Thursday, March 24, 2011

A Tale of Two Leaders

In the dying hours of the 2010 Federal Election, Tony Abbott went on a campaign rampage. 36 hours without sleep. He did radio, he made appearances, and he even did late night talkback to fill those pesky hours between 2am and 4am.

Opinion was split as to what exactly it was he was trying to achieve - was it the image of the infatigable leader, or did he really think he needed every one of those hours to be productive if he thought he was going to win?

Of course, only he knows the answer. Nonetheless, a lot can be learnt about a leader, a party or a campaign by what the leader spends the final hours on.

US presidential campaigns are famous for leaders chasing the sun across the country, making airport hanger speeches where the leaders do everything they can do to ensure they are in the public consciousness on voting day.

The approaches of Keneally and O'Farrell as Saturday creeps closer and closer could not be more divergent.

Alexandra Smith wrote an excellent article that appears on the front page of the Herald today along with a big photo of Keneally, head thrown back laughing, along with some coal miners who look like they can't believe that they, of all people, are being campaigned to.

This is the thread that Smith picks up - Labor campaigning to coal miners is the Illawarra. These seats should be safe as houses for Labor, and given the swings required (Shellharbour on 26.8% and Keira on 22%) they still should be in the Labor column on Saturday night. That said, Heathcote on 8.8% and Kiama on 12% are ripe for Coalition picking.

Of course Labor running a campaign (in at least some shape or form) in every seat is a given - despite the fact that I live in O'Farrell's seat I've still been getting mailouts from him, and his branch members have still been active in the area handing out pamphlets at the station and doing what local members can be relied on to do.

But I haven't see O'Farrell - he has at risk seats to hit.

The Premier spending valuable hours in what are usually safe Labor seats in the Illawarra shows just how bad things have gotten. The combined effect of Federal Labor being a bit on the nose, NSW Labor being universally reviled and, no doubt, some bitterness about the David Campbell debacle, has Labor petrified that the seats may be in jeopardy.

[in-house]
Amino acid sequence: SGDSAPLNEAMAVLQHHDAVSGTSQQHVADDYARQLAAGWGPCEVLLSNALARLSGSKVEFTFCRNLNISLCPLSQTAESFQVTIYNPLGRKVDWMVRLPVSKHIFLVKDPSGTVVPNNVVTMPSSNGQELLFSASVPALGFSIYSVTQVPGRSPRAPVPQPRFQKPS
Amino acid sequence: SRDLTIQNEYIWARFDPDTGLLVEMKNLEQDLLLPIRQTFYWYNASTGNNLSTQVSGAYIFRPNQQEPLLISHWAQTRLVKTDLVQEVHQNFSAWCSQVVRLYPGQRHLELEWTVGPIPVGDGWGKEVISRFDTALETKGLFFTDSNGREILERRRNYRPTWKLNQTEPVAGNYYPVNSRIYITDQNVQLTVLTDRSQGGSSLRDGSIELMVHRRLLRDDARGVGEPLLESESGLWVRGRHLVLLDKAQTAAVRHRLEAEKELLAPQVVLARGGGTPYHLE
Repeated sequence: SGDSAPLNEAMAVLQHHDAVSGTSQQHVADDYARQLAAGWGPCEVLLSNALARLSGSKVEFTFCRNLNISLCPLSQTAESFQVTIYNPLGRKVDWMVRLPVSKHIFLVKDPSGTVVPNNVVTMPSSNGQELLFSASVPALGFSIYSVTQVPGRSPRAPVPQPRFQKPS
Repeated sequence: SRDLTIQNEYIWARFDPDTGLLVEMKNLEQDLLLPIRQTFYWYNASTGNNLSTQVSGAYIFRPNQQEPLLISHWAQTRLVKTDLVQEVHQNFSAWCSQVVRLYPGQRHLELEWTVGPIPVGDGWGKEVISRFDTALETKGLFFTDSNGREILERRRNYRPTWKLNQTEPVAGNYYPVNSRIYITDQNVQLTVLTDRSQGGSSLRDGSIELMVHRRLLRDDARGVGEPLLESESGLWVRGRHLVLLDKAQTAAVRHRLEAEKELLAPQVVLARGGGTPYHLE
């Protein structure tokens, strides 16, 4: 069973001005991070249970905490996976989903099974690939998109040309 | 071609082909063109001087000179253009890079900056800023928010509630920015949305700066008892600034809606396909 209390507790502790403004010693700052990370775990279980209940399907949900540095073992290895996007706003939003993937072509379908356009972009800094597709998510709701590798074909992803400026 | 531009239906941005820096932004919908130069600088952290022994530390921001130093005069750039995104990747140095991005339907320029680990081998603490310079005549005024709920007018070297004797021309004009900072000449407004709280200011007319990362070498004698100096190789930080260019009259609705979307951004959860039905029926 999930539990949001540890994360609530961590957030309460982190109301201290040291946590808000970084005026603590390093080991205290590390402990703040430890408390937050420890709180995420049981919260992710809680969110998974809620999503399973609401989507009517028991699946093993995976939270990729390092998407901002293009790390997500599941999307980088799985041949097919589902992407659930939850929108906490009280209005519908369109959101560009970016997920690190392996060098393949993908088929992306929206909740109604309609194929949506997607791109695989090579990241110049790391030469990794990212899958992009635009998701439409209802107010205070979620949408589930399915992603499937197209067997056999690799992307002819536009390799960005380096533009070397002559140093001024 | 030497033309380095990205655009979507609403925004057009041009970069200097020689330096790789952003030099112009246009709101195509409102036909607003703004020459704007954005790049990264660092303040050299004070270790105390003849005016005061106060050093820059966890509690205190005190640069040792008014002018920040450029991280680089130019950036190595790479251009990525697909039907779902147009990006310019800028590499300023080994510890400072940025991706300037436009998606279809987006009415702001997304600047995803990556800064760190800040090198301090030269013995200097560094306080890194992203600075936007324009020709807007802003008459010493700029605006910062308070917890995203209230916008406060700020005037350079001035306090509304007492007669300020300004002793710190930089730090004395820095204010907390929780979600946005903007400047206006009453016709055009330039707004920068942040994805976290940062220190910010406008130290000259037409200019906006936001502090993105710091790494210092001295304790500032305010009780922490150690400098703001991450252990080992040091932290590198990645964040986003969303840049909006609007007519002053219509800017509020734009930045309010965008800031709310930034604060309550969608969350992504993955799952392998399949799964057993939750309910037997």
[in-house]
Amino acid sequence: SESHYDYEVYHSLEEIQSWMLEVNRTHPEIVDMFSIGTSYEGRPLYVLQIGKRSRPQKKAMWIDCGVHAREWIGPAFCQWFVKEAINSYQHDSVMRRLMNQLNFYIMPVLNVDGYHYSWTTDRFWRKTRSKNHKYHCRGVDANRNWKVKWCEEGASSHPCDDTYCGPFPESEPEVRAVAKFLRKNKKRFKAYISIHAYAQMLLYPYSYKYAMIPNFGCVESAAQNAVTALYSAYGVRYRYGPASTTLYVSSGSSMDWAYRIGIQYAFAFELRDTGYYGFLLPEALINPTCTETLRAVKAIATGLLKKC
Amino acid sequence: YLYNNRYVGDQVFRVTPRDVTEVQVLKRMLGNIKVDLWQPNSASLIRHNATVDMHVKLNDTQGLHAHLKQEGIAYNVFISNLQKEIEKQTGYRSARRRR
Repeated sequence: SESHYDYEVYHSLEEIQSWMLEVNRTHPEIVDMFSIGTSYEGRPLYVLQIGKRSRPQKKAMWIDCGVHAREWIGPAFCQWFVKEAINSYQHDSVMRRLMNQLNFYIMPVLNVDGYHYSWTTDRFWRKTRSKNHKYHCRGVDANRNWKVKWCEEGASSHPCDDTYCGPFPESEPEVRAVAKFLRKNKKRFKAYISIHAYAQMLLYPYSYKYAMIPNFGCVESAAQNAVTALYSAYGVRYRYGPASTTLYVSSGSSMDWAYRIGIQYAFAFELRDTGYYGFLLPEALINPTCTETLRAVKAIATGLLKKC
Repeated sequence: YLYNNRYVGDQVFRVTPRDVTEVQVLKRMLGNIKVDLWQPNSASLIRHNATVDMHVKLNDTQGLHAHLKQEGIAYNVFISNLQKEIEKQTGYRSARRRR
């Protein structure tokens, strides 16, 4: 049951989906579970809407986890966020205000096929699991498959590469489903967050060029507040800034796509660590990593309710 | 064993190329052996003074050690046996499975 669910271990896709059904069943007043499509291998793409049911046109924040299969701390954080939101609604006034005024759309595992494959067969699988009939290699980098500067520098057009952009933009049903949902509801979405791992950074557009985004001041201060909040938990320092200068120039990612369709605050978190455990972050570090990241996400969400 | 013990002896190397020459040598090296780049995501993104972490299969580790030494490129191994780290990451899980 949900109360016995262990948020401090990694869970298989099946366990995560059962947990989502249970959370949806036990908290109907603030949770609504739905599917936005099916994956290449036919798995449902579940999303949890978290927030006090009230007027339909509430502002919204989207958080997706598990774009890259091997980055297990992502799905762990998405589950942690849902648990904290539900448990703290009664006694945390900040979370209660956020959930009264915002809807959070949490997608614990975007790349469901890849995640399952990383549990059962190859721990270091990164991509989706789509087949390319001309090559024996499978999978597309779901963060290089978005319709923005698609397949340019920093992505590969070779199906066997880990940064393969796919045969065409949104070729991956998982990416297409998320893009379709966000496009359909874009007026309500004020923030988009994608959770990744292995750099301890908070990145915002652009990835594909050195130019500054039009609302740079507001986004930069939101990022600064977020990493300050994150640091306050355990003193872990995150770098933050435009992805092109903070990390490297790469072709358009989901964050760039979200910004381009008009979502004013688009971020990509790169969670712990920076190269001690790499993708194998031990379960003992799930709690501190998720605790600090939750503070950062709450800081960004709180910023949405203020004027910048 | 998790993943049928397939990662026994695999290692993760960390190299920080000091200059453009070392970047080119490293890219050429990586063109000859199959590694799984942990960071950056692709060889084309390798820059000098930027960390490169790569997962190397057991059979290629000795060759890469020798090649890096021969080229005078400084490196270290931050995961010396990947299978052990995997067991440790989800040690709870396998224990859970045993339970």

O'Farrell, on the other hand, left yesterday for the Four Bus All State Tour (my name, not theirs). Four large Coalition busses, manned by O'Farrell and his shadow cabinet, will, between them, visit all 93 seats.

Of course, there's no way that O'Farrell has sufficient hubris to think he could win every seat. Rather, by making this tour, he sends messages. Every seat is in danger. The whole state wants change and we know it. Every seat is important and we want your vote.

I don't know his precise schedule, but assuming each bus goes to 26 electorates, that's still 9 electorates a day for each bus. When one considers the travelling time, as well as just how big some of the rural electorates are, it's a mammoth job.

No doubt the visits will be cursory at best. Of course, that's no issue - it's not the presence that is important, but rather the story in the local paper, or the big flashy event at the Westfield, or even just the "all 93 electorates" line that will be repeated as nauseum between now and Saturday.

Labor will lose on Saturday. It remains beyond doubt that it is a question of how much, not if. OF course neither party will admit that, but their plans for the last few days make it very clear that they know this.

The Premier is spending time in seats Labor hold as much as 20%. O'Farrell is visiting electorates in South-West Sydney - the home of Howard's battlers who kept the Federal Coalition in power for so long.

The question this raises is this - how long will these new Coalition voters stick around? A large victory should guarantee the Coalition at least 2 terms - but if they can turn dyed-in-the-wool Labor voters into Coalition voters (or even just into swinging voters) they could fundamentally alter the electoral map in Sydney.

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